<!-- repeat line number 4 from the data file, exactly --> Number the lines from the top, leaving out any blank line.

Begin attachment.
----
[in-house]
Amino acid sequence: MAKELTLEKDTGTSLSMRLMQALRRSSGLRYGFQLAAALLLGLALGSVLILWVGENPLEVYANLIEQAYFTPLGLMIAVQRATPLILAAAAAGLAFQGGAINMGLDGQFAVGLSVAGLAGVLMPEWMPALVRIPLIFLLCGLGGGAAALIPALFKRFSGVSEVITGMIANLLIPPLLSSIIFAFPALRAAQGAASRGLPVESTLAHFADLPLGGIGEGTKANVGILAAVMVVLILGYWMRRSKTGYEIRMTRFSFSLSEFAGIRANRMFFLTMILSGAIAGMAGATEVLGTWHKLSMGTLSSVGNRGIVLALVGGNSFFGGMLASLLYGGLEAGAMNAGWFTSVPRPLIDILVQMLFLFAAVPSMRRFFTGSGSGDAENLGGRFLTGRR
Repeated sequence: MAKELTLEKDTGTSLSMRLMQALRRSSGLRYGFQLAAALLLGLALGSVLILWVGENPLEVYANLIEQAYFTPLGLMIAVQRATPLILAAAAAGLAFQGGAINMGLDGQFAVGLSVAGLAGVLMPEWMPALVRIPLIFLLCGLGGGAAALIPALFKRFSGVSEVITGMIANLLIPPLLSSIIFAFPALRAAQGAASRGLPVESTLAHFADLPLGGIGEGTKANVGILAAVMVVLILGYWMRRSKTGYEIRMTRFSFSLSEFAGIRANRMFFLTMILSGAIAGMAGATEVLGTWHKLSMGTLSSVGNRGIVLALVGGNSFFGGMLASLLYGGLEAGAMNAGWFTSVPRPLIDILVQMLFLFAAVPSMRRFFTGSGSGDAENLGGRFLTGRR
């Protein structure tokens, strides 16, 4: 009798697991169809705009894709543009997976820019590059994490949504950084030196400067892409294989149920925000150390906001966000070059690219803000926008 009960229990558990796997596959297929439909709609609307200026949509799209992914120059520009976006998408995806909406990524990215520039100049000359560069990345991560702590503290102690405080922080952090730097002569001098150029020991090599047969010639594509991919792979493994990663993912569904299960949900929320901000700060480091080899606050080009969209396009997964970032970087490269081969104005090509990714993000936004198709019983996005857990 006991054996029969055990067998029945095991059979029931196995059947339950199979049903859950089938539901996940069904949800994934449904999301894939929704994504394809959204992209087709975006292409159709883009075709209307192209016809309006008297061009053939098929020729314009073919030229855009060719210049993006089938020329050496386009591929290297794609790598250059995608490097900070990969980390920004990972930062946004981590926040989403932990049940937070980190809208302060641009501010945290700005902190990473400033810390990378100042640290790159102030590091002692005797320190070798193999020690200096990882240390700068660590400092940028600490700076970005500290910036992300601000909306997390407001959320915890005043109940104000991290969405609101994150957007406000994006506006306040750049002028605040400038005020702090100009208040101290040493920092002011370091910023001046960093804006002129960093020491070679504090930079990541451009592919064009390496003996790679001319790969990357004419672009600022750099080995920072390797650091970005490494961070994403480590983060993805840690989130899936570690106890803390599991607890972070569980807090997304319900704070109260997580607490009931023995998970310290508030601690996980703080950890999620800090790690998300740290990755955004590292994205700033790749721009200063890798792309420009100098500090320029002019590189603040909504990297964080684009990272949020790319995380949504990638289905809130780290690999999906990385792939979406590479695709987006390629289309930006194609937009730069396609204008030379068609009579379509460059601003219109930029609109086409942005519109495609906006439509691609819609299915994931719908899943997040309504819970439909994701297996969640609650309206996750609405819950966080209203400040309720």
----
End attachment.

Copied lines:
């Protein structure tokens, strides 16, 4: 009798697991169809705009894709543009997976820019590059994490949504950084030196400067892409294989149920925000150390906001966000070059690219803000926008 009960229990558990796997596959297929439909709609609307200026949509799209992914120059520009976006998408995806909406990524990215520039100049000359560069990345991560702590503290102690405080922080952090730097002569001098150029020991090599047969010639594509991919792979493994990663993912569904299960949900929320901000700060480091080899606050080009969209396009997964970032970087490269081969104005090509990714993000936004198709019983996005857990 006991054996029969055990067998029945095991059979029931196995059947339950199979049903859950089938539901996940069904949800994934449904999301894939929704994504394809959204992209087709975006292409159709883009075709209307192209016809309006008297061009053939098929020729314009073919030229855009060719210049993006089938020329050496386009591929290297794609790598250059995608490097900070990969980390920004990972930062946004981590926040989403932990049940937070980190809208302060641009501010945290700005902190990473400033810390990378100042640290790159102030590091002692005797320190070798193999020690200096990882240390700068660590400092940028600490700076970005500290910036992300601000909306997390407001959320915890005043109940104000991290969405609101994150957007406000994006506006306040750049002028605040400038005020702090100009208040101290040493920092002011370091910023001046960093804006002129960093020491070679504090930079990541451009592919064009390496003996790679001319790969990357004419672009600022750099080995920072390797650091970005490494961070994403480590983060993805840690989130899936570690106890803390599991607890972070569980807090997304319900704070109260997580607490009931023995998970310290508030601690996980703080950890999620800090790690998300740290990755955004590292994205700033790749721009200063890798792309420009100098500090320029002019590189603040909504990297964080684009990272949020790319995380949504990638289905809130780290690999999906990385792939979406590479695709987006390629289309930006194609937009730069396609204008030379068609009579379509460059601003219109930029609109086409942005519109495609906006439509691609819609299915994931719908899943997040309504819970439909994701297996969640609650309206996750609405819950966080209203400040309720």